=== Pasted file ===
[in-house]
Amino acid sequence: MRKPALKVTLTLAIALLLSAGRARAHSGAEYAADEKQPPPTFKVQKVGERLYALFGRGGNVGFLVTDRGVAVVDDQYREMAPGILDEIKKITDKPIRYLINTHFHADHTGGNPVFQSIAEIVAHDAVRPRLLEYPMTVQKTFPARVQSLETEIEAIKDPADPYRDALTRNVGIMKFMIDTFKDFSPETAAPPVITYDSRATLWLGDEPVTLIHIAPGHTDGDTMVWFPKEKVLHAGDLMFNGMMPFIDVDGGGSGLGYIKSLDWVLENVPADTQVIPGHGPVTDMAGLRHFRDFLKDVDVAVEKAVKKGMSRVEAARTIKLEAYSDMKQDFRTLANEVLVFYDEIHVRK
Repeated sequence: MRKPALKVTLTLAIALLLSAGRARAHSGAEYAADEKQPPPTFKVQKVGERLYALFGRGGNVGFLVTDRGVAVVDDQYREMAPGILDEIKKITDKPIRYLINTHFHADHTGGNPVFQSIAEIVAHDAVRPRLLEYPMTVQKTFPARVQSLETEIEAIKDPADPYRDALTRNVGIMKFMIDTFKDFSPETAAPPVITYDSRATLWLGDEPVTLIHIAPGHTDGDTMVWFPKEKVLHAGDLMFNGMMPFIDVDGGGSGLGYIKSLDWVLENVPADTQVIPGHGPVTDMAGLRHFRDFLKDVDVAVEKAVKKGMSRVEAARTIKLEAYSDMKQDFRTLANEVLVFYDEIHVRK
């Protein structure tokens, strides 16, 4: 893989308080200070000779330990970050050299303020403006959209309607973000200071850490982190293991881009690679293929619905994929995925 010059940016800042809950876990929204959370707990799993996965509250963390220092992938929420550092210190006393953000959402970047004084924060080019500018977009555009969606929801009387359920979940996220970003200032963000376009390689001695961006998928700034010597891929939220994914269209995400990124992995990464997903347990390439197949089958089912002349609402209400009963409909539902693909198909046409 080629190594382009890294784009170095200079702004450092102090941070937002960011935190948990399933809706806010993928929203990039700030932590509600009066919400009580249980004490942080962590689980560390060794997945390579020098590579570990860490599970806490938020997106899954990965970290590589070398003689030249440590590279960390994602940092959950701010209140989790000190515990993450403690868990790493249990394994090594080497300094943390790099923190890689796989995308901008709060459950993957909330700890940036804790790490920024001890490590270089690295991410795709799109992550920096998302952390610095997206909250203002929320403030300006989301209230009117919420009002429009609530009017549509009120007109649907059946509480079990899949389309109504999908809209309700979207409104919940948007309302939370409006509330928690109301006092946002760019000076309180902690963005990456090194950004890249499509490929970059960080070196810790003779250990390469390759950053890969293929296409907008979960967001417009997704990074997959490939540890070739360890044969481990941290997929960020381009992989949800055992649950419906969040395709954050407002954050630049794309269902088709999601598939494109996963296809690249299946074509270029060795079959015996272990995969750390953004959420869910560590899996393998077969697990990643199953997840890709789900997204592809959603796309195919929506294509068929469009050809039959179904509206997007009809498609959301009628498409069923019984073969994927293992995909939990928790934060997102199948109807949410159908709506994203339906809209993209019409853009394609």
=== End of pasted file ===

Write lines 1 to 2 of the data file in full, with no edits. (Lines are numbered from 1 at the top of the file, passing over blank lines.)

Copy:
[in-house]
Amino acid sequence: MRKPALKVTLTLAIALLLSAGRARAHSGAEYAADEKQPPPTFKVQKVGERLYALFGRGGNVGFLVTDRGVAVVDDQYREMAPGILDEIKKITDKPIRYLINTHFHADHTGGNPVFQSIAEIVAHDAVRPRLLEYPMTVQKTFPARVQSLETEIEAIKDPADPYRDALTRNVGIMKFMIDTFKDFSPETAAPPVITYDSRATLWLGDEPVTLIHIAPGHTDGDTMVWFPKEKVLHAGDLMFNGMMPFIDVDGGGSGLGYIKSLDWVLENVPADTQVIPGHGPVTDMAGLRHFRDFLKDVDVAVEKAVKKGMSRVEAARTIKLEAYSDMKQDFRTLANEVLVFYDEIHVRK